1. 4

                                                  I did some searching after OotTP was posted, and came across this among other things (mostly related to miniKanren, Clojure and project-m36). Yet I don’t think I’ve actually seen the FRelP idea manifest in any of these systems.

                                                  For example, these slides talk about architectures like Elm, which certainly has the feeder/observer part, but (AFAIK) isn’t particularly relational: it’s state is a big, hierarchical sums-of-products datastructure, with functions operating on sub-trees.

                                                  To be honest the feeder/observer part of OotTP was my least favourite: a hack to satisfy the “awkward squad”.

                                                  One of the key aspects of relational (logic) programming is that we don’t have “input” and “output” slots like a function: we can provide whatever data/constraints we have, and read off consistent values from any of the others (it might require a slow search, but OotTP tries not to care about efficiency). Applying this “direction agnostic” idea to I/O reminds me of the “propagators” discussed by Sussman. There, a program is like a circuit or network, where the components maintain some invariant on their connectors: specify some values, the others get adjusted to match. Whilst equivalent to the feeder/observer idea in principle, propagators feel more like an interface and less like a black-box oracle. I can imagine two standalone FRelP systems being connected with propagators, performing some best-effort to impedence match. In contrast, connecting systems with feeders/observers make me think of deep, dark rabbit holes of ontological mismatches, semantic gaps, invariant violation, …

                                                  1. 3

                                                    My intuition for this stuff (also upsampling, style transfer, and many other image to image applications) is that the AI is basically a domain-specific decompression program. With any decompression program, we feed in a small amount of data (e.g. a runlength encoded bitmap image) and get out more data (e.g. a normal bitmap image), but crucially the amount of information doesn’t increase: everything we see in the output was either already present in the input (perhaps in some encoded form), or is an artefact (e.g. the “blockyness” seen in JPEGs). The analogy to decompression isn’t so apparent when we’re turning x-by-y pixels into x-by-y pixels, since the amount of data stays the same, but the idea that we’re “decoding” the input, and that we can’t gain any information (since there’s nowhere for it to come from) is what I’m getting at.

                                                    What worries me with these learned systems is that they’re so specific to the domain that their artefacts are indistinguishable from real content. This is especially true for generative adversarial networks, where the generated data is “100% artefact”, and trained specifically to be indistinguishable from real inputs.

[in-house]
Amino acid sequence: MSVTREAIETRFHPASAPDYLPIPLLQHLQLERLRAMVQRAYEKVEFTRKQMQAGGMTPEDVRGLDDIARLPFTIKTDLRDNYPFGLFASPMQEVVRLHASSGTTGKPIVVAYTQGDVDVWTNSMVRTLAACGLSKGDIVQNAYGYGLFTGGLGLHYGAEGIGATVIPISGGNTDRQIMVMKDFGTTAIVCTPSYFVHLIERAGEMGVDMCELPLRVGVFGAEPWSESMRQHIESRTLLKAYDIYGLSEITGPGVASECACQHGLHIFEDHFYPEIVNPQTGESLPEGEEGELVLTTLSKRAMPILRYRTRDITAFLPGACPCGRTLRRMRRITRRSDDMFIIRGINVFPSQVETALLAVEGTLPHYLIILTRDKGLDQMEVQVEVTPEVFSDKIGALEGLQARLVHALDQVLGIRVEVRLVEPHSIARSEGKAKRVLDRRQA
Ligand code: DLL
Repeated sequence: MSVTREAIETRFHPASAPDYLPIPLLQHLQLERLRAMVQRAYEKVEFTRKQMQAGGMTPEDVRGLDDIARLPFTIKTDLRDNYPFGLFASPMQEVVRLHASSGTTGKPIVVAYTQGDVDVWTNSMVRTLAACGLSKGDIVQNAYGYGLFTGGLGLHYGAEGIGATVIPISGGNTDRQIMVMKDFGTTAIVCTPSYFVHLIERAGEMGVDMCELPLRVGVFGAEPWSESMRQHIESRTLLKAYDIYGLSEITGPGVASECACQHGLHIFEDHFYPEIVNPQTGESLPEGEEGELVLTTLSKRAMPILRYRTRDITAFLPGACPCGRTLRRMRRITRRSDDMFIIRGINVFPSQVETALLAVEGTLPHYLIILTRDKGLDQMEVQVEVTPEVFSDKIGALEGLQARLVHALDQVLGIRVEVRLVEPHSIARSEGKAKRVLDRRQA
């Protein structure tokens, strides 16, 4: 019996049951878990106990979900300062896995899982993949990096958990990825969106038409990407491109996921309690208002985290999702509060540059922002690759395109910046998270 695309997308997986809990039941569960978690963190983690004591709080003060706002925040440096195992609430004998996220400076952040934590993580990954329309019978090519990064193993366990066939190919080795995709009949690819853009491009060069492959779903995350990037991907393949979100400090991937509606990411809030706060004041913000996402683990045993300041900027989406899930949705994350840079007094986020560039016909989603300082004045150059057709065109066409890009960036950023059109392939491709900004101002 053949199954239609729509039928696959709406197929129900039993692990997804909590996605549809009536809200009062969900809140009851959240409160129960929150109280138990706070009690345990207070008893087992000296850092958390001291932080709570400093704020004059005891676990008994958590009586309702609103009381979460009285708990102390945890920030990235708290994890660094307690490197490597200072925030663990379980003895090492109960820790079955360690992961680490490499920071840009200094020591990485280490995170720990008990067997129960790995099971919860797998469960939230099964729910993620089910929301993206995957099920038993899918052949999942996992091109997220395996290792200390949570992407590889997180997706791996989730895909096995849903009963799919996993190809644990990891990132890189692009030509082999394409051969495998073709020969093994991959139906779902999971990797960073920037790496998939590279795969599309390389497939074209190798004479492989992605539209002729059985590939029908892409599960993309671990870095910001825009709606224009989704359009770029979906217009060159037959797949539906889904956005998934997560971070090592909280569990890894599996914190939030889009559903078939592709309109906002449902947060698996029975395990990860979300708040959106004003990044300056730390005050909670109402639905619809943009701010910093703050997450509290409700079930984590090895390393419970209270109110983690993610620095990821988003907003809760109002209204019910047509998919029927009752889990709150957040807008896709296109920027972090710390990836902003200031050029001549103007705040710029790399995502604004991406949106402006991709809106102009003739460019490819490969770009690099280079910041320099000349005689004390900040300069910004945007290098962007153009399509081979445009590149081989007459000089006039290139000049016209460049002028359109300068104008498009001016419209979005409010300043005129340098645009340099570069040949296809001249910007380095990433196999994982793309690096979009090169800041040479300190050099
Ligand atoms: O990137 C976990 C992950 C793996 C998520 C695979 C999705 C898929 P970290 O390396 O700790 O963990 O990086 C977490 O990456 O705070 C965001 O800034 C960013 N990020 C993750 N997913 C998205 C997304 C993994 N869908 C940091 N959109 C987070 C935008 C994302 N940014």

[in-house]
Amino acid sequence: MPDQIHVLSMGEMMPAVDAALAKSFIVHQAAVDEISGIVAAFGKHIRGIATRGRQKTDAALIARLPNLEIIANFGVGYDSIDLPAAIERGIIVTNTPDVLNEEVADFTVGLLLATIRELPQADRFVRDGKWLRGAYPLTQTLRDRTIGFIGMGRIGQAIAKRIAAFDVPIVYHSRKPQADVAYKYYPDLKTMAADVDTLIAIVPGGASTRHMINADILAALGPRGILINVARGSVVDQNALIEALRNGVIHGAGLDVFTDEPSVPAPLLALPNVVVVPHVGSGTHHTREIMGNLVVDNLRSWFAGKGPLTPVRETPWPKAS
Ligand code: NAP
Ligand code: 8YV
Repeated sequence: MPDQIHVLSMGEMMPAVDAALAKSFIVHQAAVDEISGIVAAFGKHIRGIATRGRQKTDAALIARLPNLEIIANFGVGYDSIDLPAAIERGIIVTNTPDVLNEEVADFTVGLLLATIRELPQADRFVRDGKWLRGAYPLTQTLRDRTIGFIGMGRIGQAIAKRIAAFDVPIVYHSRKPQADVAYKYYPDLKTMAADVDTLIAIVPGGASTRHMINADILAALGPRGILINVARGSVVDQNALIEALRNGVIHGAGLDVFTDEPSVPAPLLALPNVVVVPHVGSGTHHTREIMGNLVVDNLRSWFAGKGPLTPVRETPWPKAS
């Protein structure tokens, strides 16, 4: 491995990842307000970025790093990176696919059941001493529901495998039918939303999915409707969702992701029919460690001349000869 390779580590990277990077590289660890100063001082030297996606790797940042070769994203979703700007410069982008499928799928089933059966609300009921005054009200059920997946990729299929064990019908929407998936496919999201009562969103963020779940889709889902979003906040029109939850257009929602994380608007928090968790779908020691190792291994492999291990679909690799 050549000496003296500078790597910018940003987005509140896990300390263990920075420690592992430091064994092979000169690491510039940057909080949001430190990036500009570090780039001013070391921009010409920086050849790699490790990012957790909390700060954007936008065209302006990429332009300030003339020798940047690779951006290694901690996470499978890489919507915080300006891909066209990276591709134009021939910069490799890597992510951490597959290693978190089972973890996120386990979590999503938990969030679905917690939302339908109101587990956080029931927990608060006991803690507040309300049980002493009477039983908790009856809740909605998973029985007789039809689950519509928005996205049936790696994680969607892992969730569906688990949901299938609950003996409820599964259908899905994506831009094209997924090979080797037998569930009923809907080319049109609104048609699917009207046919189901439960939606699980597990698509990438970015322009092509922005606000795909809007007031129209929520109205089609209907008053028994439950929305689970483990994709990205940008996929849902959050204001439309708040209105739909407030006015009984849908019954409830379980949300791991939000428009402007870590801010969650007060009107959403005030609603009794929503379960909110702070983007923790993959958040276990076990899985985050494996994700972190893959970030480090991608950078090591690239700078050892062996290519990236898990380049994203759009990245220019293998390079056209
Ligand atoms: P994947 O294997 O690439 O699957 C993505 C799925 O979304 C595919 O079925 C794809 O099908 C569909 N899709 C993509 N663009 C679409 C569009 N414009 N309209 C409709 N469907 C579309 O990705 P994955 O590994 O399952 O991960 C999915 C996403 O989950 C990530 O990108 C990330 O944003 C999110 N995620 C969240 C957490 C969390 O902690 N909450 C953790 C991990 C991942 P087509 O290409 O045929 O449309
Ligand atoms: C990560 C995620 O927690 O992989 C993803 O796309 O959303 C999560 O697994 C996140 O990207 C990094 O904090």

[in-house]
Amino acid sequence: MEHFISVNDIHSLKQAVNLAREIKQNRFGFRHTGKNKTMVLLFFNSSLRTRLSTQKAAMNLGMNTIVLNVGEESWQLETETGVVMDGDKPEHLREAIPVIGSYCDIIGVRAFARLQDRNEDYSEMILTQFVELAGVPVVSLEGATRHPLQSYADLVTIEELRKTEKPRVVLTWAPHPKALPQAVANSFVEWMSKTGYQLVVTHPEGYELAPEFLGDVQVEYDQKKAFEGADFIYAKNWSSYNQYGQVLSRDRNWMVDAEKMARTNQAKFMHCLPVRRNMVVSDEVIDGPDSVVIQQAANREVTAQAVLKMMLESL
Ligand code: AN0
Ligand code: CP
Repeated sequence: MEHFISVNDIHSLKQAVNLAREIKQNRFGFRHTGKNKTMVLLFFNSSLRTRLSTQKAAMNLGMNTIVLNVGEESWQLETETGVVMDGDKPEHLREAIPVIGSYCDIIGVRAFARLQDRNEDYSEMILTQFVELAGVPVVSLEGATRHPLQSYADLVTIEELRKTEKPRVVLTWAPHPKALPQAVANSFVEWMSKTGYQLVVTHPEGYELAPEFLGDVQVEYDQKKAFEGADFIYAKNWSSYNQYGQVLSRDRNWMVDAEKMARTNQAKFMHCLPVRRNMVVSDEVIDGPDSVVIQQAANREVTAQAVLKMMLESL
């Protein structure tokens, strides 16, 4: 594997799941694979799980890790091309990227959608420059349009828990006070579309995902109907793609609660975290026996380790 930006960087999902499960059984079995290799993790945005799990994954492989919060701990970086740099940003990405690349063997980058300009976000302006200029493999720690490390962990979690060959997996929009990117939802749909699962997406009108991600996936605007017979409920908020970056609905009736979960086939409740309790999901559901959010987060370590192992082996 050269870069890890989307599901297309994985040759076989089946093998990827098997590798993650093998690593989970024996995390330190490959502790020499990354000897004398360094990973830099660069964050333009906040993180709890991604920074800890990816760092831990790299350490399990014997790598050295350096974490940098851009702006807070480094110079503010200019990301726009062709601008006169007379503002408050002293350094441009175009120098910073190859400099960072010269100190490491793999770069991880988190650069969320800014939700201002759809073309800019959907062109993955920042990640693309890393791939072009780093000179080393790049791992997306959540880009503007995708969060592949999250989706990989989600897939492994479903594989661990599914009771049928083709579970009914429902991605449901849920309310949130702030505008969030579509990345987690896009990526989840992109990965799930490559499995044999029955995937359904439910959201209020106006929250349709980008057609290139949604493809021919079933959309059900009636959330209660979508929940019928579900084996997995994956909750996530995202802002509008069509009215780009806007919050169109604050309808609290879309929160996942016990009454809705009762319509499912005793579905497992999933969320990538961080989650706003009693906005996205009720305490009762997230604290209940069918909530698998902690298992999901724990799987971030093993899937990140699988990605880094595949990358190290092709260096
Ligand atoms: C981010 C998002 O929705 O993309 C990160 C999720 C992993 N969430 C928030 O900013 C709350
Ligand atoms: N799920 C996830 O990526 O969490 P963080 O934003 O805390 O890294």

The failure modes of these systems won’t be things that we’re used to with generic image processing, like “this bush looks blurry” or “the street sign has incorrect colours”, etc. Instead we’ll get very plausible looking images, which turn out to have quite important problems like “image includes a human figure, but it should actually be a trash can”, “streets signs are missing several intersections”, etc. This is very important to keep in mind when thinking of applications for this technology: when the information is sparse or ambiguous, the system will just make something up, and that will be indistinguishable from a real input. One obvious application of this “night vision” in particular is on attack drones, but that may be a very bad idea if it “hallucinates” targets.

                                                    An example of this which comes to mind is the “character substitution” problem on some scanners/faxes/copiers. The idea is to perform OCR on scanned documents, so they can be compressed more easily (e.g. storing “123” instead of all the scanned pixel values of those digits). However, when there’s ambiguity, like a “7” which looks like a “1”, the OCR will pick whichever it thinks is correct (say “1”) and store it just like any other character; losing the information that it could have been something else. When the document gets printed out, a perfect, crisp “1” will appear, which is indistinguishable from all of the correct characters.

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                                                      As a general rule of thumb, I try to always store the confidence level or accuracy estimate of anything processed by machine. For example, working in this domain of computer vision, I might process images to denoise and find contours then use SVM to classify what’s in the image and only store tags that have, say, 0.9 confidence (out of 1.0). The important step is to store metadata, including the list of tags, with their confidence score and anything else that pertains to accuracy, such as the exact kernel or model that was used. This doesn’t solve the problem, but provides insight as to what happened, how to recreate it, and what other output is now suspect.